5. “The Inflation Benchmark.” The real benchmark for investors to focus on is inflation – not an index. Inflation, except in rare instances, actually compounds annually – stock markets don’t. Managing portfolios to limit losses and pace inflation will be key to ensure future purchasing power parity.
  6. “Diversification.” Real diversification between non-corollary assets will be key in the future to hedge off market volatility and reduce emotional mistakes.
  7. “Real Assets.” Investing in physical real assets such as income producing properties, oil and gas wells, precious metals, private equity, etc. will perform better in a rising inflationary environment. The key here is having a “real asset” behind the investment that will retain value even in deflating market environments.
  8. “Fixed Income” Even in a rising interest rate environment actual fixed income, not bond funds, will provide income, low volatility and principal protection to portfolios. Short duration ladders that can ratchet up as interest rates rise will provide portfolios with an edge over long only equity portfolios

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we owe a lot…

April 11, 2012
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The Blog

America’s Debt Is Greater than Entire Eurozone’s (and U.K.’s) Combined Debt

11:12 AM, Apr 10, 2012 • By DANIEL HALPER

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we are the best

April 3, 2012
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Most energy efficient in the world


Professor Mark J. Perry’s Blog for Economics and Finance

Monday, April 02, 2012

2011: Most Energy-Efficient Economy in History

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China doomed to fail?

April 1, 2012
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China doomed to fail?

Op-Ed Columnist

Why Nations Fail

Published: March 31, 2012

Acemoglu explained in an interview that their core point is that countries thrive when they build political and economic institutions that “unleash,” empower and protect the full potential of each citizen to innovate, invest and develop. Compare how well Eastern Europe has done since the fall of communism with post-Soviet states like Georgia or Uzbekistan, or Israel versus the Arab states, or Kurdistan versus the rest of Iraq. It’s all in the institutions.

“Our analysis,” says Acemoglu, “is that China is experiencing growth under extractive institutions — under the authoritarian grip of the Communist Party, which has been able to monopolize power and mobilize resources at a scale that has allowed for a burst of economic growth starting from a very low base,” but it’s not sustainable because it doesn’t foster the degree of “creative destruction” that is so vital for innovation and higher incomes.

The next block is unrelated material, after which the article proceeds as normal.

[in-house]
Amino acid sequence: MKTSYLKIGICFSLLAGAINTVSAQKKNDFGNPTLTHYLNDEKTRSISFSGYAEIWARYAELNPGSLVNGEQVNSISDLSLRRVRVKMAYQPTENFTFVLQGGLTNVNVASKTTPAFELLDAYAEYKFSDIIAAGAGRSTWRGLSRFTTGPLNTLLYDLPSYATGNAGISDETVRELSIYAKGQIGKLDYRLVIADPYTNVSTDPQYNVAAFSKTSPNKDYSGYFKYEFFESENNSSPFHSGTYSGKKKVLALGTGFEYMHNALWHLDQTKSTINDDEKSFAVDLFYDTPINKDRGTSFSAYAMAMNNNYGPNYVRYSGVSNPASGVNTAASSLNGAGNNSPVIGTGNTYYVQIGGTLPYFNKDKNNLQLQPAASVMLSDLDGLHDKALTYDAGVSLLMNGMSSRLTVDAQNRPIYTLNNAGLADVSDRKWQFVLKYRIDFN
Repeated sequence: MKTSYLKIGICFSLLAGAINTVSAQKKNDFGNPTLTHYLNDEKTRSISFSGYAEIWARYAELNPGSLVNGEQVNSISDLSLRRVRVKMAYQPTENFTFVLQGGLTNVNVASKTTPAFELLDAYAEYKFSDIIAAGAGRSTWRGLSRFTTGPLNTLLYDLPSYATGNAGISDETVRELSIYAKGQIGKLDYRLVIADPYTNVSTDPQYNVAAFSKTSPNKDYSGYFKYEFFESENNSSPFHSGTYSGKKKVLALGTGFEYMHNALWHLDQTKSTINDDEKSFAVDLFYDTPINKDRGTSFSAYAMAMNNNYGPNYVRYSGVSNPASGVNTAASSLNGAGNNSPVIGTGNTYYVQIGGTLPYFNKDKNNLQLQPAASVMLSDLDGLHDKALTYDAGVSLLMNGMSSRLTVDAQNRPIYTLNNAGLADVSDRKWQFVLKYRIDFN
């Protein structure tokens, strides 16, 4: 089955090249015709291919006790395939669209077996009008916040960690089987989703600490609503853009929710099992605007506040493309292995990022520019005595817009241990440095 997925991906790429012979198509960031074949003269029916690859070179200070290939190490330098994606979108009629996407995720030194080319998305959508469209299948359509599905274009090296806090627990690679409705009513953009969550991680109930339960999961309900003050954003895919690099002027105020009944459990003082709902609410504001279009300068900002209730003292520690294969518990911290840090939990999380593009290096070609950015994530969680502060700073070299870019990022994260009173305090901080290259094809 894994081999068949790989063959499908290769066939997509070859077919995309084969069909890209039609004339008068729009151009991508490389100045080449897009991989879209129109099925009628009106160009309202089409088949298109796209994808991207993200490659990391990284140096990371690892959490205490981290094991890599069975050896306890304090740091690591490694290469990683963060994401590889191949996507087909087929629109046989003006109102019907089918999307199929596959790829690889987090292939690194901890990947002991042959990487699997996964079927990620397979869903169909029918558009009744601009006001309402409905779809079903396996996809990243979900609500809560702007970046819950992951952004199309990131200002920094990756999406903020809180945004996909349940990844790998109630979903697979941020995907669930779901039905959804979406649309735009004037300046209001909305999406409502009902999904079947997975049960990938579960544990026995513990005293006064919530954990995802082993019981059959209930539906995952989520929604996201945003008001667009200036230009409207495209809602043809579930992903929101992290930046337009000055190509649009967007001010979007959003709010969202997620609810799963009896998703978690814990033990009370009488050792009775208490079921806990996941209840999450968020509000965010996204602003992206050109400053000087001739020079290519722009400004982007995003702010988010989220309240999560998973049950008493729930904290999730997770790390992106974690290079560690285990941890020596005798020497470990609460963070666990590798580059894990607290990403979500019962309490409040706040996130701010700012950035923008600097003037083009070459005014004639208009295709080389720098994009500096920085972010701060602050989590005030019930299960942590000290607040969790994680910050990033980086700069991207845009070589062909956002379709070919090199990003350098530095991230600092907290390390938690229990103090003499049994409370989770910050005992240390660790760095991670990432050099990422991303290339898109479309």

“Sustained economic growth requires innovation,” the authors write, “and innovation cannot be decoupled from creative destruction, which replaces the old with the new in the economic realm and also destabilizes established power relations in politics.”

“Unless China makes the transition to an economy based on creative destruction, its growth will not last,” argues Acemoglu. But can you imagine a 20-year-old college dropout in China being allowed to start a company that challenges a whole sector of state-owned Chinese companies funded by state-owned banks? he asks.

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And we need workers…

April 1, 2012
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March 28, 2012

The Next Scary Hockey Stick Chart

Here, we find that the federal government has sharply increased the amount of money it borrows for the sake of loaning it right back out to college students since 2008. Beginning in 2009, the net increase in those borrowings account for 2.9% of the entire increase in the U.S. national debt observed since 2008. That amount is above and beyond the amount directly added to the nation’s total public debt outstanding by the federal government’s annual budget deficits.

In this case, the disaster that would directly affect the lives of millions of people means being forced at the direction of government bureaucrats into a dramatically lower standard of living for the sake of being able to make the payments on their student loans to the U.S. federal government, without any real hope of being able to discharge that debt through bankruptcy.

That, in turn, has the real potential to indirectly hurt millions of other people, because student loan payments are rising at the rapid pace supported by the government-subsidized cost of tuition, even though college graduates are entering into jobs that pay far below what is required to both live well and to support their super-sized student loan debt.

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About author

I'm the executive vice president for a steel casting trade association, the Steel Founders' Society of America. I've got a crazy wife, five crazy children, three crazy people that married into the family, and two crazy fun little grandsons.